Jump Start Your Holiday Shopping at Season’s Readings
Join Faye Phillips, Billy Cannon, and LSU Press for Holiday Book + Journal Sale
Tuesday, November 29, 4:30–6:30 p.m., The Club on Union Square

This November, as you’re making your plans for the holiday season, pencil Season’s Readings into your calendar! As part of LSU’s Holiday Spectacular 2016, LSU Press and The Southern Review welcome you to our annual book and journal sale, with gift ideas for everyone on your shopping list. A copy of The Golden Band from Tigerland signed by author Faye Phillips will hit just the right note with the music fans in your life, while armchair historians will pore over Stanley Nelson’s tireless investigation into Klan murders of the 1960s, Devils Walking. Aviation expert Vincent P. Caire, cocktail connoisseur Liz Williams, and poets Alison Pelegrin and Ava Leavell Haymon will also be in attendance to sign copies of their books, along with Billy Cannon and his biographer, Charles deGravelles.

This year’s Season’s Readings, on Tuesday, 29 November, from 4:30 p.m. to 6:30 p.m. at the Club on Union Square (formerly the Faculty Club), boasts a wide array of great titles at 20% off, more than a dozen local authors, and free gift wrapping. Enjoy complimentary hors d’oeuvres, coffee, and a cash bar while you shop great books and mingle with local authors. Free parking will be available from 4:30 to 8:30 in the Union Square Parking Garage.

Special guests will be in attendance to sign copies of LSU Press books:

The Golden Band from Tigerland’s Faye Phillips
Devils Walking’s Stanley Nelson
Military Aviation in the Gulf South’s Vincent P. Caire
Lift Your Spirits’s Liz Williams
Fonville Winans’s Louisiana’s Cyril Vetter
Waterlines’s Alison Pelegrin
Afton Villa’s Genevieve Trimble
Legendary Louisiana Outlaws’s Keagan LeJeune
Billy Cannon and his biographer Charles deGravelles
Louisiana Wild’s C. C. Lockwood
A Confederacy of Dunces Cookbook’s Cynthia LeJeune Nobles
Seat Yourself’s Alex Cook
Louisiana Poet Laureate Ava Leavell Haymon
Hungry for Louisiana’s Maggie Richardson
River Road Rambler’s Mary Ann Sternberg
Best of LSU Fiction editors Nolde Alexius and Judy Kahn

Many other LSU Press titles and issues of The Southern Review will be available for sale. The Club on Union Square is located at the corner of Highland Road and Raphael Semmes, across Highland from the LSU Union.

For more information on Season’s Readings please contact LSU Press at 225.578.8282 or visit www.lsupress.org. Presented with support from the LSU Barnes & Noble.

Apr 15

The Southern Review Celebrates Its 80th Anniversary at the Strand!

Readings by Stephen Dunn, David Wojahn, Jayne Anne Philips and more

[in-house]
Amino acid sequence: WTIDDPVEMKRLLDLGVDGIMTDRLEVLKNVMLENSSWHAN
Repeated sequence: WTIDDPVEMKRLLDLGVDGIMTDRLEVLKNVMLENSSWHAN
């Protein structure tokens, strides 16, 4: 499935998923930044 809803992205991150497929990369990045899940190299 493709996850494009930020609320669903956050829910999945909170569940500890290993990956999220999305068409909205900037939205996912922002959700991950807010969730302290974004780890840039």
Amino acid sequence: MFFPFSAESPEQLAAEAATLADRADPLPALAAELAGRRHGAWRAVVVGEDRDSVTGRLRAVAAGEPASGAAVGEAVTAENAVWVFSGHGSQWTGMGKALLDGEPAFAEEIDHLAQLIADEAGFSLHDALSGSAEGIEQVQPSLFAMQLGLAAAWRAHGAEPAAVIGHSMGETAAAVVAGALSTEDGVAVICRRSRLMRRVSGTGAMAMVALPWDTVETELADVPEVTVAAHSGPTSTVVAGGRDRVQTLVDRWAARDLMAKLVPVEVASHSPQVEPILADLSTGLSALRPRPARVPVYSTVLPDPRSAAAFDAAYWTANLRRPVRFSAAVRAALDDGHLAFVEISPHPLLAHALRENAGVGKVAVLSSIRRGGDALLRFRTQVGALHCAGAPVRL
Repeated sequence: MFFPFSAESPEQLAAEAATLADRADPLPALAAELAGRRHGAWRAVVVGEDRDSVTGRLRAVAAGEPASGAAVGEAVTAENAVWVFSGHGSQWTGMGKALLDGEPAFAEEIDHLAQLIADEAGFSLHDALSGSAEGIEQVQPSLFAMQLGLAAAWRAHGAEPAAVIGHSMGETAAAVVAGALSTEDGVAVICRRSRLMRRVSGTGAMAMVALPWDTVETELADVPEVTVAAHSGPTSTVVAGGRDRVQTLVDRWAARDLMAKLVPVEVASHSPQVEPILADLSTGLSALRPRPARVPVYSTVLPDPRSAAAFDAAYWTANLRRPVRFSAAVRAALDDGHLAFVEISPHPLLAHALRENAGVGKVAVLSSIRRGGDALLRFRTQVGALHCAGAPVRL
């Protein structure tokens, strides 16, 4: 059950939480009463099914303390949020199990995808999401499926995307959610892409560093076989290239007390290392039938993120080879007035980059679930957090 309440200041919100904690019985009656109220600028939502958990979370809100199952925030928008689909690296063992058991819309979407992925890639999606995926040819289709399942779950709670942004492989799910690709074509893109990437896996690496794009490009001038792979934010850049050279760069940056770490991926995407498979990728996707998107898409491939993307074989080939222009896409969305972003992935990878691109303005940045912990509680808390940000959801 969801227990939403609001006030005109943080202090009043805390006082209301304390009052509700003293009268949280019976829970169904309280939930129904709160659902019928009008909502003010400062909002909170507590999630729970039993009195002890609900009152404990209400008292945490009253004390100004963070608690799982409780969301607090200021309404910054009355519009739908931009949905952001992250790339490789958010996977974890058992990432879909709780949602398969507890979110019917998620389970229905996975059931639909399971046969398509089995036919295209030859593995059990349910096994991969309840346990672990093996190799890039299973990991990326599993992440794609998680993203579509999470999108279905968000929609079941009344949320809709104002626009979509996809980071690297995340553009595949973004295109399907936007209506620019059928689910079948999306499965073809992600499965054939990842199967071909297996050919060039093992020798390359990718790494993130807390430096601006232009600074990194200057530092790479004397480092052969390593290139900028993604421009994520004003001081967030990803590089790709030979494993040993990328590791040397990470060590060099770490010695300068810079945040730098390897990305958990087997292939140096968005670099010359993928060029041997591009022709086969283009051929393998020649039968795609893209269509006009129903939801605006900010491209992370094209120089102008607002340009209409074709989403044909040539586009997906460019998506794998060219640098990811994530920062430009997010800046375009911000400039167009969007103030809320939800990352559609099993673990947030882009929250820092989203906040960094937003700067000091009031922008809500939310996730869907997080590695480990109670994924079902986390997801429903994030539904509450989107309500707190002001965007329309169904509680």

Strand Bookstore, 828 Broadway, New York, NY, on 1 May 2015, 7:00 PM

The Southern Review celebrates 80 years of publishing the best of fiction, poetry, and creative nonfiction by established and emerging writers. A stellar line-up of The Southern Review’s poets and novelists joins the journal’s editors to mark this anniversary milestone on May 1st at 7 PM at the third-floor Rare Book Room of the Strand Bookstore (828 Broadway) in New York. Readers can buy a copy of The Southern Review or a $15 gift card at the Strand in order to attend this event.

Guest readers include poets Stephen Dunn, David Wojahn, and Chloe Honum. Stephen Dunn is the author of seventeen collections of poetry, including the recent Lines of Defense; he won the Pulitzer Prize in 2001 for Different Hours and has received numerous awards and honors for his work. He is Distinguished Professor (emeritus) of Creative Writing at Richard Stockton College of New Jersey and has also taught at Columbia University, NYU, University of Michigan, Princeton, and the University of Washington. David Wojahn is the author of eight collections of poetry, most recently Interrogation Palace: New and Selected Poems (2006), which was a named finalist for the Pulitzer Prize and winner of the O.B. Hardison Award from the Folger Shakespeare Library; and World Tree (2011), which received the Academy of American Poets’ Lenore Marshall Prize. He teaches at Virginia Commonwealth University and in the low-residency MFA in Writing Program of Vermont College of Fine Arts. Chloe Honum is the author of The Tulip-Flame, winner of the 2013 Cleveland State University Poetry Center First Book Prize. Her poems have appeared in The Southern Review, The Paris Review, and Poetry, among others.